Hello, friends. If you celebrated Christmas, I hope you had a warm, joyful, peaceful holiday. Today, I thought I’d share with you my haul: the books I received as well as the ones I gave.
My brother, whose gifts are always always ALWAYS food-themed, in the best possible way, gave me Jerusalem by Yotam Ottolenghi and Sami Tamimi.
I’d already found a few of Ottolenghi and Tamimi’s recipes online and some of their flavour combinations sound like magic. I also love cookbooks with a strong sense of place and culture.
This next one was entirely my 7yo son’s idea: Debbie Bliss’s The Knitter’s Book of Knowledge.
My grandmother taught me how to knit (but not purl or cast on/off) when I was about eight, so I’ve always expected that I’d find my way back to knitting someday. What I can’t explain is how my son might have divined that…
The last book I received is from Nick, who knows me better than anyone and therefore doesn’t hesitate to give me the kinds of books you might buy an 80-year-old man: Special Operations Executive Manual: How to Be an Agent in Occupied Europe.
And now, of course, I’m wondering if there’s a parallel manual for Force 136, SOE’s counterpart in Southeast Asia… entirely for research purposes, of course.
I gave Nick a copy of Summer World, by Bernd Heinrich.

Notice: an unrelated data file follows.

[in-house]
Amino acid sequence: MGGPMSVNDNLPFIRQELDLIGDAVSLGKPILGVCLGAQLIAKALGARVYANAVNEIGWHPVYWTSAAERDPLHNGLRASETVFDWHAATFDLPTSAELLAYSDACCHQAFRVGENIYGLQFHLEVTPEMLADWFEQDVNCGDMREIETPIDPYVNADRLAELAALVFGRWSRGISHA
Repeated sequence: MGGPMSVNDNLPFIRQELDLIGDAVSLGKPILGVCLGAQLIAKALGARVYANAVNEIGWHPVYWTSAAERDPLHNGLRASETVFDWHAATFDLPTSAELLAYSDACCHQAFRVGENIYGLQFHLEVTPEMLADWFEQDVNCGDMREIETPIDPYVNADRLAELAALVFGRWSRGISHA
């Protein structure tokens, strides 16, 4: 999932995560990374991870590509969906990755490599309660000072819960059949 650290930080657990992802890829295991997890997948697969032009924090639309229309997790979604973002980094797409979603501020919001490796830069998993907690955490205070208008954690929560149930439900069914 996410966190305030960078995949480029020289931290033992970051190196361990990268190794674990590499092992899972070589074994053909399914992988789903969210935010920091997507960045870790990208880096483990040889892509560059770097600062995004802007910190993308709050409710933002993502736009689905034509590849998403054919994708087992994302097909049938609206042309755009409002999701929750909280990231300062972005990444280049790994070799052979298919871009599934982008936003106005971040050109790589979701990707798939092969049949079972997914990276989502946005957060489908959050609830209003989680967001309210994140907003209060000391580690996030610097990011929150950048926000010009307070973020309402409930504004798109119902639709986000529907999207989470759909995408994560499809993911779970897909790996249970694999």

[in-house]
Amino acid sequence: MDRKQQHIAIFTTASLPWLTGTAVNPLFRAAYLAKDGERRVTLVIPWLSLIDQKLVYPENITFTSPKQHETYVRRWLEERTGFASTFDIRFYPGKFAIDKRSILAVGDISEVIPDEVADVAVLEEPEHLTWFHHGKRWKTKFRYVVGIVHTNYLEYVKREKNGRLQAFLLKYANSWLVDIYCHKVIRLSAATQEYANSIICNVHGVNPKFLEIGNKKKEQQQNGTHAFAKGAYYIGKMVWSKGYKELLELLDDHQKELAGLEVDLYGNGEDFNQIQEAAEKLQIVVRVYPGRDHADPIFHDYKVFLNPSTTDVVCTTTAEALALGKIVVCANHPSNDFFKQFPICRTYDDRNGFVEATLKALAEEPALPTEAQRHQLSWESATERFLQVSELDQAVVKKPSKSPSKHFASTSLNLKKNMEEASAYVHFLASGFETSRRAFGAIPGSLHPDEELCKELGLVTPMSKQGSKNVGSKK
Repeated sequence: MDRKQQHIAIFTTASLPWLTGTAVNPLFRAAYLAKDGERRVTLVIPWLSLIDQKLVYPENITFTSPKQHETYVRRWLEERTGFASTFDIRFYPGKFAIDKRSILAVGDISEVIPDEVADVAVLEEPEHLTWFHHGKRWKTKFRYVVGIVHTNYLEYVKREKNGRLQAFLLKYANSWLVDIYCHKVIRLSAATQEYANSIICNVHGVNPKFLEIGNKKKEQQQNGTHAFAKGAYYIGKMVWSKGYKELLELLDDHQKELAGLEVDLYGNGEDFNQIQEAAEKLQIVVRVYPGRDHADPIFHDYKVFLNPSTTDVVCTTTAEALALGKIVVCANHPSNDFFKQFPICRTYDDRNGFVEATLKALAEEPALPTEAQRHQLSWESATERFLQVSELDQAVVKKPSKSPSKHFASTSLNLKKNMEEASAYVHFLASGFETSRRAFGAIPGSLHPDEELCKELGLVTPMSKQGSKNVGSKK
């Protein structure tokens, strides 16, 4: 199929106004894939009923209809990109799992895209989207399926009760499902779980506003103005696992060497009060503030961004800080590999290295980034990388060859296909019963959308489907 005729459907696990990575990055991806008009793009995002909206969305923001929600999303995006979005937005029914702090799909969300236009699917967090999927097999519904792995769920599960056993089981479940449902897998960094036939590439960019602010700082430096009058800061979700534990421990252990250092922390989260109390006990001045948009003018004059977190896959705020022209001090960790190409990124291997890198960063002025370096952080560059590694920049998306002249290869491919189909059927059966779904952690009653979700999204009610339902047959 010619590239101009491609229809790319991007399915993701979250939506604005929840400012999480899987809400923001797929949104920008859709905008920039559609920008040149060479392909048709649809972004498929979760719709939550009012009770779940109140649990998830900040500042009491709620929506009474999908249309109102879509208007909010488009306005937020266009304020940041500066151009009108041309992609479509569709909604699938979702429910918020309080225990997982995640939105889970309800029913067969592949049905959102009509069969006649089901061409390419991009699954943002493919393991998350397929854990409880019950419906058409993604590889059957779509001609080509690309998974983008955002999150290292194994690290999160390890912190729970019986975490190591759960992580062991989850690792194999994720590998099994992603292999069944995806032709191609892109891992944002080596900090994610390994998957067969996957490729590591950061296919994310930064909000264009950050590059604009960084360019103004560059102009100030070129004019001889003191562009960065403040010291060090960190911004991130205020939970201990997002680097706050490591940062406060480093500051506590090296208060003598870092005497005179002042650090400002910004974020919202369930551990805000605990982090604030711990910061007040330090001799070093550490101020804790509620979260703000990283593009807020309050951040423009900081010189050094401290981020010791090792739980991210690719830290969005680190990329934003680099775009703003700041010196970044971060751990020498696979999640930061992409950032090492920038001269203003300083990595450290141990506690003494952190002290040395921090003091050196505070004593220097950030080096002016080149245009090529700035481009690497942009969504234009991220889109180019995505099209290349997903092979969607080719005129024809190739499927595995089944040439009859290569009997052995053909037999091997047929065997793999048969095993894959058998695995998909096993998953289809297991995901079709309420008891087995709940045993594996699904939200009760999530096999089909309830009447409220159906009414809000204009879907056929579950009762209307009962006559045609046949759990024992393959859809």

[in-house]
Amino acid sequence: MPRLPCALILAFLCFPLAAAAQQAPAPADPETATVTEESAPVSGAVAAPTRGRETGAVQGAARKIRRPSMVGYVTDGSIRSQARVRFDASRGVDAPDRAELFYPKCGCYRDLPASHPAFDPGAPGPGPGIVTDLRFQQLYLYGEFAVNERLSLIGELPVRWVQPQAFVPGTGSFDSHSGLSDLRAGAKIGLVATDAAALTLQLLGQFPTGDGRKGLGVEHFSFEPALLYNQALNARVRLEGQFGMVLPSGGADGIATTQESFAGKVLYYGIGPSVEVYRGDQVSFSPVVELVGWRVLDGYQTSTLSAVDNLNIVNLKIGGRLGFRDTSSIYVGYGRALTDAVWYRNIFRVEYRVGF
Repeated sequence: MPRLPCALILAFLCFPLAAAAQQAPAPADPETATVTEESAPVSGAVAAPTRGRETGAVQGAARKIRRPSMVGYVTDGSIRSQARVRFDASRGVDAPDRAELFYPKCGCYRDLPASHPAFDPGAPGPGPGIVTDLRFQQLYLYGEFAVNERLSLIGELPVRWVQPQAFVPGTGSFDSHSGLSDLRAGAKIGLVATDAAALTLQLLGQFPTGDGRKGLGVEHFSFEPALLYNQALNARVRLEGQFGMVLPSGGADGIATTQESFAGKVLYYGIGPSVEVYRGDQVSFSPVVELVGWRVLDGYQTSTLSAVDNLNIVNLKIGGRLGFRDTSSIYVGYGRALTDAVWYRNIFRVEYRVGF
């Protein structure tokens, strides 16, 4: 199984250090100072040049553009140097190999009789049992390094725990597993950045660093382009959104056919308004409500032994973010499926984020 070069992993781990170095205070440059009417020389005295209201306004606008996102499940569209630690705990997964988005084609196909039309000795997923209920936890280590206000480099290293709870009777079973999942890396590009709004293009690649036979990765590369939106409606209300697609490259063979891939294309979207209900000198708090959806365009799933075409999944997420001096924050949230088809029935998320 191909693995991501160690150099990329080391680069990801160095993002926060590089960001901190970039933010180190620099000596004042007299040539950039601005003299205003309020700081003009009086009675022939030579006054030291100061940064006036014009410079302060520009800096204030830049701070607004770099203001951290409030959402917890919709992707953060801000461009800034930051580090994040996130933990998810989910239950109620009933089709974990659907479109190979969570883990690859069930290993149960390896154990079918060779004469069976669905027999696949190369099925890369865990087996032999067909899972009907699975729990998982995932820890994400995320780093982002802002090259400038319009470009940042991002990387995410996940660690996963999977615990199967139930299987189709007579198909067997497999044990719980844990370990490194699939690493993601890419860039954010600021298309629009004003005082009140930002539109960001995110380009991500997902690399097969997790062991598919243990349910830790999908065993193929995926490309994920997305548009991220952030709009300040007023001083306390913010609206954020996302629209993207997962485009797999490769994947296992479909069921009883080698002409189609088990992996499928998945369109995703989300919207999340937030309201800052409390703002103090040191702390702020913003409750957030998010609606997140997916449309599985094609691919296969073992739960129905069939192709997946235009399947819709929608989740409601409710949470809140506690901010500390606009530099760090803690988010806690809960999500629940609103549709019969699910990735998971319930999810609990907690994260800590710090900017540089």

He’s a big fan of Bernd Heinrich in general, and still stuns me on a regular basis with facts from its companion book, Winter World.
A couple of months ago, I lucked across a copy of Sarah Thornton’s 7 Days in the Art World at a used-book sale. It was like a sign: we’ve both been meaning to read it for some time, so I also got Nick a copy of Thornton’s more recent book, 33 Artists in 3 Acts.
Nick’s already raving about it and I can’t wait to read it myself.
I have incredibly fond memories of my Grade 3 teacher, Mrs. West, reading aloud to us from Tom’s Midnight Garden.
It felt like forever between installments – maybe a couple of times a week? – and that reading time is one of my best memories of elementary school. I couldn’t wait to pass on the experience to my son.
Regular blog readers will know that my 7yo is thoroughly obsessed with dogs, so Kate DiCamillo’s Because of Winn-Dixie is his perfect companion book.
Often, magical realism in adult fiction doesn’t sit well with me but I really enjoyed DiCamillo’s use of it here.
I also have a treasured memory of reading Blueberries for Sal as a child. I’m not sure where I encountered it – probably at school – but my 4yo adores blueberries, bears, and stories about mothers and children.
I fell in love with Nara’s work and I hope she does, too. Since we can’t afford a Nara painting, I thought we’d start with his picture book, The Lonesome Puppy.
And that’s my holiday bookstravaganza. What did you give or receive recently? Anything you’d particularly recommend to me?